Results of the questionnaire

A total of 210 students completed the questionnaire, 179 women (85.2%) and 30 men (14.3%). One participant did not specify the gender. The average age was 23 (+/-3.7).

Male and female respondents did not differ in the answers they provided. Exceptions were the statements dealing with creating and editing articles and finding satisfactory veterinary information on Wikipedia. More male participants stated that they have already created or modified an article on Wikipedia (p=0.008, 6 of 30 (20%) male respondents) compared to only 6.7% of women. Furthermore, more male participants stated that they have found satisfactory veterinary medical information on Wikipedia (p=0.004, 13 of 30 male respondents (43.3%) on more than 10 articles). Regarding the finding of satisfactory veterinary medical information on Wikipedia, students from higher semesters found more relevant information than students from the 1st semester (7th semester = 57.8%, 1st semester = 22.2%).

Among the female respondents, 10.1% (part of all female respondents) stated that they had never found relevant information.

The questionnaire showed that the majority of students (99.5%) had already read articles on Wikipedia. Veterinary medical information was also looked for (98.1%) and found (91.4%) on Wikipedia. The search for veterinary information was affected by the year of study. The number of statements that students had already searched for veterinary information on Wikipedia more than 10 times increased with the year of study: 1st semester = 38.6%, 3rd semester = 53.0%, 7th semester = 72.2% (p=0.039). The writing and editing of articles on Wikipedia was carried out by 8.6% of the students. 1.9% of the articles edited by these students comprised of veterinary topics. In this context, edits of veterinary information were only done by students in the 7th Semester (7.4% of the 7th semester).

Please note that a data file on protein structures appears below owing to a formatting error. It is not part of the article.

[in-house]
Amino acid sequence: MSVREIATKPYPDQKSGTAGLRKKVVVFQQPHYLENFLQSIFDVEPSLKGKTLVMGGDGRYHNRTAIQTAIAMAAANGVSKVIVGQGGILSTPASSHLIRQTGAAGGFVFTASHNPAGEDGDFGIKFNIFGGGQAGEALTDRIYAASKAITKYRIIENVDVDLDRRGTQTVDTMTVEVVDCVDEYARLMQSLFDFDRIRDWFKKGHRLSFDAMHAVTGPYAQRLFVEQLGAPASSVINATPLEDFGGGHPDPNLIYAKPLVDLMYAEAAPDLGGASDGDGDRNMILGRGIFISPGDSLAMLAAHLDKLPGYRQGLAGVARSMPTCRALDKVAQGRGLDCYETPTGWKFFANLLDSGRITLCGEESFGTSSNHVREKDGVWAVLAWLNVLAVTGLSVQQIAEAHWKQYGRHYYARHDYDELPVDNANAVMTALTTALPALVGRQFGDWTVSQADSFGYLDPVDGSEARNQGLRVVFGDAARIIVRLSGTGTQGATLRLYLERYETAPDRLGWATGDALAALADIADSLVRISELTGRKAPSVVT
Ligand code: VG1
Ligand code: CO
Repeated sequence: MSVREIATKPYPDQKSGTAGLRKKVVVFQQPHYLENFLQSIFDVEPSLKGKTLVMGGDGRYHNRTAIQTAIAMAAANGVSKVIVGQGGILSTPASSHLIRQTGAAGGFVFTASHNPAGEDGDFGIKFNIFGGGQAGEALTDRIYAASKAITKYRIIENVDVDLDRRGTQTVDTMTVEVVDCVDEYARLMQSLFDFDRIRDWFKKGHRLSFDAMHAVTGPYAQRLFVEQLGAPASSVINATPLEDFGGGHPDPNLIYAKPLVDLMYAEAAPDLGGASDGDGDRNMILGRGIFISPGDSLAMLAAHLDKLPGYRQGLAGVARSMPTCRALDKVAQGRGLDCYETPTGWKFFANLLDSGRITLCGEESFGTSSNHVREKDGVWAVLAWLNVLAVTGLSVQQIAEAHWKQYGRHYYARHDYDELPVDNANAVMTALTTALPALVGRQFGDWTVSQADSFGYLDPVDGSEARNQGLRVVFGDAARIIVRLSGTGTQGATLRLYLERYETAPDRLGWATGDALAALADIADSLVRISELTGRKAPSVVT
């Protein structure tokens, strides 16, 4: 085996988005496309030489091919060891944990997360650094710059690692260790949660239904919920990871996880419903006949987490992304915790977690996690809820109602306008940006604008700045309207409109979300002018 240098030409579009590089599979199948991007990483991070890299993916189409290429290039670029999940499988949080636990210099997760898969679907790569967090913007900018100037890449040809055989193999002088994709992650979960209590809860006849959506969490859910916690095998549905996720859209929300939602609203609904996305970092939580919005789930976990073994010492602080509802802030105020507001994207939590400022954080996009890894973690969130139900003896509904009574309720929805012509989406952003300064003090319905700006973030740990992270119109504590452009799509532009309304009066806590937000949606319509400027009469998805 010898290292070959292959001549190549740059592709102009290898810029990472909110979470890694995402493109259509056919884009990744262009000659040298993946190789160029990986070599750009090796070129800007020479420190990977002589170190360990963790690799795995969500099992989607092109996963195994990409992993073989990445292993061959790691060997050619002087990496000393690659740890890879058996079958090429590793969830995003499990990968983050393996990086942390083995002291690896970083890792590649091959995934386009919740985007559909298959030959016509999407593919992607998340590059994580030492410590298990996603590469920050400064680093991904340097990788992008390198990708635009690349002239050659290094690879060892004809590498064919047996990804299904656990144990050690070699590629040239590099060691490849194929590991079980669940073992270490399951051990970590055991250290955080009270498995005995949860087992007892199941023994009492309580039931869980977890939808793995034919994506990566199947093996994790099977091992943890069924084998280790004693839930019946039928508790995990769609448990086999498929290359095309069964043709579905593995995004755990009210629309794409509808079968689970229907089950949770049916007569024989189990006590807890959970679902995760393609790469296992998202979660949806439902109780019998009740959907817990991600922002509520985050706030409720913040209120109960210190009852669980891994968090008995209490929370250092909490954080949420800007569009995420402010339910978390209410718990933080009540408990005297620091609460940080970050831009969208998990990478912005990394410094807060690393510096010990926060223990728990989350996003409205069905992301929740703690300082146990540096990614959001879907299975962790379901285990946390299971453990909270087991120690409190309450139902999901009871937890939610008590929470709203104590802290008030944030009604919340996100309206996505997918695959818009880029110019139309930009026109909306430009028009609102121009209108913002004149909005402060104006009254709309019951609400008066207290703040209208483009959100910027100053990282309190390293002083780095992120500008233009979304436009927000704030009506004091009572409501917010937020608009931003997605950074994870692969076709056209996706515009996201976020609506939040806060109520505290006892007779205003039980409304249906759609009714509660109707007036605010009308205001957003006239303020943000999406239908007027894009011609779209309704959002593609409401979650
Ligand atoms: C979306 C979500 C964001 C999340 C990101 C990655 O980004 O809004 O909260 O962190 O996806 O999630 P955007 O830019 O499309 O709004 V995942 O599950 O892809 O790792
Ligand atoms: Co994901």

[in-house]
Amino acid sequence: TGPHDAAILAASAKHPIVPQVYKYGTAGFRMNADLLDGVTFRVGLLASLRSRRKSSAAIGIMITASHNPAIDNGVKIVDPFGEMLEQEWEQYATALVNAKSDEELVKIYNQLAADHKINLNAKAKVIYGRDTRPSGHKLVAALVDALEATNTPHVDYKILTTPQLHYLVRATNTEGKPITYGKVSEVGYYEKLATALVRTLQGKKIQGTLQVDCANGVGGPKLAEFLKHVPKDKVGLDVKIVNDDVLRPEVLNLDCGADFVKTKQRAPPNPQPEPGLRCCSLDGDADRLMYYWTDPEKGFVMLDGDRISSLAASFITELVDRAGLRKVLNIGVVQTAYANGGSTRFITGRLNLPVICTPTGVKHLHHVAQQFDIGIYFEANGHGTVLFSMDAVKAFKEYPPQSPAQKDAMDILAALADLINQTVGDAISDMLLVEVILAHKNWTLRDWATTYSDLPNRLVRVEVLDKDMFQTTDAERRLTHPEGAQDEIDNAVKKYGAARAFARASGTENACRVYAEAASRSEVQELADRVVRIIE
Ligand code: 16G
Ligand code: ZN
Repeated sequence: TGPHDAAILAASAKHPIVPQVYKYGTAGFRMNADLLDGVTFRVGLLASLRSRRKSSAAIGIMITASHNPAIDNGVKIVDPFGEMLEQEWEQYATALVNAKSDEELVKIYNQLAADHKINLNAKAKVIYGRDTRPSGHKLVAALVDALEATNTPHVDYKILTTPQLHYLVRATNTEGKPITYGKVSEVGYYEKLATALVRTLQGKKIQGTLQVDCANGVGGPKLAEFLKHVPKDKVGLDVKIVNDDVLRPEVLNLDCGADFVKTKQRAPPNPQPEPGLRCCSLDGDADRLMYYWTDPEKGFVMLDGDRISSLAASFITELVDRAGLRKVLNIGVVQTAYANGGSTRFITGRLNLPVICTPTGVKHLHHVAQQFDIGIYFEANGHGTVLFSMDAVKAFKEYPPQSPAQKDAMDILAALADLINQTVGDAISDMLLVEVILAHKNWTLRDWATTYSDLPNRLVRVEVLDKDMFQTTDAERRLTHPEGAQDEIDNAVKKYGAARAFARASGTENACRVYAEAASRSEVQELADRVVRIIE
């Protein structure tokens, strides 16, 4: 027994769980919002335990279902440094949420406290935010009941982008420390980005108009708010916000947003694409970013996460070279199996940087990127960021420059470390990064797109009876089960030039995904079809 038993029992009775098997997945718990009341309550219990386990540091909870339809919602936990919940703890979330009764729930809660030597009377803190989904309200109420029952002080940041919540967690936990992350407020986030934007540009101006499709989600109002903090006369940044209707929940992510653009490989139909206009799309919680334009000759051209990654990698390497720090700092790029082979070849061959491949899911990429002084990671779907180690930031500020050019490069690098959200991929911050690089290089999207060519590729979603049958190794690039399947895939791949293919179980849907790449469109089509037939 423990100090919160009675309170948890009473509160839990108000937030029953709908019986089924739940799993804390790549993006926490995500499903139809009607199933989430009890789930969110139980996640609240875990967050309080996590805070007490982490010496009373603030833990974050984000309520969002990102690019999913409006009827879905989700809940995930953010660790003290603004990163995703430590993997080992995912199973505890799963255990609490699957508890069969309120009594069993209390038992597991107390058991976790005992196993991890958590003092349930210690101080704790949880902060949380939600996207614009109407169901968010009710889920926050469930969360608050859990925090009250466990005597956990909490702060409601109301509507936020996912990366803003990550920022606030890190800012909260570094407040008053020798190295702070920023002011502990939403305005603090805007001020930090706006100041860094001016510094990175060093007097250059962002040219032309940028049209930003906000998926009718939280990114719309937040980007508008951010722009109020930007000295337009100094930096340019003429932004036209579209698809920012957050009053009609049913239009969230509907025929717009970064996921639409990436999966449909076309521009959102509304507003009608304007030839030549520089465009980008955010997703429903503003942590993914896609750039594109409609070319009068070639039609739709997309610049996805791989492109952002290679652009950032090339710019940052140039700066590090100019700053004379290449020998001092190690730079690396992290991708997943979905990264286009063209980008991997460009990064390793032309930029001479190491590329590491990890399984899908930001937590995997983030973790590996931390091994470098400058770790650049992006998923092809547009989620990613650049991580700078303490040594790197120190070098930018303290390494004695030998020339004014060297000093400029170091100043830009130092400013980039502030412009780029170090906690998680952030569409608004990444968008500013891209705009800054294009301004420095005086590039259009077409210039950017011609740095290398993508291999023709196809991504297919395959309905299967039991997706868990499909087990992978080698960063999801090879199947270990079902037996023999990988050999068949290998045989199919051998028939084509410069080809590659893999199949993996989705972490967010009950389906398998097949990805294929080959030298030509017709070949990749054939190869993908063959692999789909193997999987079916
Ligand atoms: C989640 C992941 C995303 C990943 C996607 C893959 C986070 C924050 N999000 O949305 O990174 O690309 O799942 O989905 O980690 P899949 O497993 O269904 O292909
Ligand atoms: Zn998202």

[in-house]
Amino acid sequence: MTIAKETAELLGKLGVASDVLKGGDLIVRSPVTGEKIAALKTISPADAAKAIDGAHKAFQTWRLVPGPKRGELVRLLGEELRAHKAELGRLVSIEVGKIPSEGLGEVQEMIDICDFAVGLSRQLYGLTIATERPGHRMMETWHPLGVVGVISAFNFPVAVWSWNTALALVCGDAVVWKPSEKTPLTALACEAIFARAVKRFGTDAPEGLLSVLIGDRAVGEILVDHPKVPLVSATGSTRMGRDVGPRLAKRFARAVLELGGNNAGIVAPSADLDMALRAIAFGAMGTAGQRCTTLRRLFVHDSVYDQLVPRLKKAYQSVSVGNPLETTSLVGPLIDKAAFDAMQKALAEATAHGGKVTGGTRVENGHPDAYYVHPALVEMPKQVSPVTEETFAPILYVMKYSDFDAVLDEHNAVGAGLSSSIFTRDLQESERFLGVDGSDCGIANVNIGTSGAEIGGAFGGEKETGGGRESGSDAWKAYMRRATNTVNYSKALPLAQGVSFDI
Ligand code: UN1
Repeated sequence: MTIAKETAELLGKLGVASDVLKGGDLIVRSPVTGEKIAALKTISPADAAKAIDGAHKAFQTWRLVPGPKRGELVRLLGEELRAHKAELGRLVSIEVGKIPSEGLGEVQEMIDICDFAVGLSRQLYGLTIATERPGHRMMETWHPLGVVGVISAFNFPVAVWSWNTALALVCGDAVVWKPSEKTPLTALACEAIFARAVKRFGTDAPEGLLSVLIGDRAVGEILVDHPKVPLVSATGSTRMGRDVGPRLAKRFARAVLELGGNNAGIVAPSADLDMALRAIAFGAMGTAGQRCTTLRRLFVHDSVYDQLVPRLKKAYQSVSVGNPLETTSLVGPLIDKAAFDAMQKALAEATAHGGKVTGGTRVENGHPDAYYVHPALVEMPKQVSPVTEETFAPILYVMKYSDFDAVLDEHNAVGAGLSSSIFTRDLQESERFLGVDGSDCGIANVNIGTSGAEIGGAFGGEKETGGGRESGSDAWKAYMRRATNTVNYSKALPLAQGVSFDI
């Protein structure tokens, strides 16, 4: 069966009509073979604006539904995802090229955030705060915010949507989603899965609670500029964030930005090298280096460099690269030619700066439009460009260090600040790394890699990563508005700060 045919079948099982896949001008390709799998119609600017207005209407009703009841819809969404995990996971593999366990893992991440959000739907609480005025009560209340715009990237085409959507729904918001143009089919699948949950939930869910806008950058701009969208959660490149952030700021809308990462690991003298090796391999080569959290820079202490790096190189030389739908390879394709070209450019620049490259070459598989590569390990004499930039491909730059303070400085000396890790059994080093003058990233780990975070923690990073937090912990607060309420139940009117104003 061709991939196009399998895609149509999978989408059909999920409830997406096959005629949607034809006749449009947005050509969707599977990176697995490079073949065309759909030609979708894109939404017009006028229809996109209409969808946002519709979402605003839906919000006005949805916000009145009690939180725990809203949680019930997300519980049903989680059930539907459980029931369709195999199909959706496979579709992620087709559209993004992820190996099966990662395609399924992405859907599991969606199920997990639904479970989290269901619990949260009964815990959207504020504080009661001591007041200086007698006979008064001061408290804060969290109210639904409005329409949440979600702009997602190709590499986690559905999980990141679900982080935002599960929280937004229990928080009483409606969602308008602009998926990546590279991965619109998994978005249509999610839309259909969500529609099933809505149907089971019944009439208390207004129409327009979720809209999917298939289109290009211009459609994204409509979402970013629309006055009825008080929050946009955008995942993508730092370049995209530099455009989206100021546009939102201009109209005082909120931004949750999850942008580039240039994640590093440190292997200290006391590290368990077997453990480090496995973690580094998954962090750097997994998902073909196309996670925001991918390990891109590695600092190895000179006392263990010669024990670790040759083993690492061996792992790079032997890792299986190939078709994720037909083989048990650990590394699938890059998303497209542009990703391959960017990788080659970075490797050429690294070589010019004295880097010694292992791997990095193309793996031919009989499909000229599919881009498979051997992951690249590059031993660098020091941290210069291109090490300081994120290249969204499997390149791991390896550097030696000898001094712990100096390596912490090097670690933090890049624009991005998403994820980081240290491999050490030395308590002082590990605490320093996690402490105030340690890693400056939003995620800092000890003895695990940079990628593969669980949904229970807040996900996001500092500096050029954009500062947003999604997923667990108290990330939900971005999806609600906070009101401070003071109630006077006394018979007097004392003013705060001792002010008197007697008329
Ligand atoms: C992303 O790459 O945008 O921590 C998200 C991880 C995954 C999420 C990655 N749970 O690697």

When searching for articles, a veterinary wiki system was used by 61.7% of the students. Of these students, only 15.3% had also created or modified articles. Reading articles in veterinary wiki systems, especially a number higher than 10, was mostly done by students in early semesters (1st semester = 46.1%, 3rd semester = 38.5%, 7th semester = 15.4 %). Wiki systems, which were provided by the university as part of their teaching program, have not previously been used by 64.6% of respondents. However, the integration of wiki systems into teaching at university is welcomed by more than one third of students (41.6% of respondents).

Most students (96.2%) stated that they want to read articles in a veterinary wiki system. The establishment of such a system is considered to be useful (95.7%). However, only 10.6% of the respondents agree with the statement that they are willing to create or edit articles. 40.9% chose the statement "moderately agree". However, the willingness ("Strongly agree") increases the higher the year of study (1st semester = 14.3%, 3rd Semester = 28.6%, 7th Semester = 42.9%, p=0.026). Nearly half the students (46.2%) state that they achieve more success in their studies when they write their own texts. In total, 1.4% strongly agree with the statement that there are doubts about the quality of information in a wiki system. In addition, 12.9% agree and 49% moderately agree with this statement.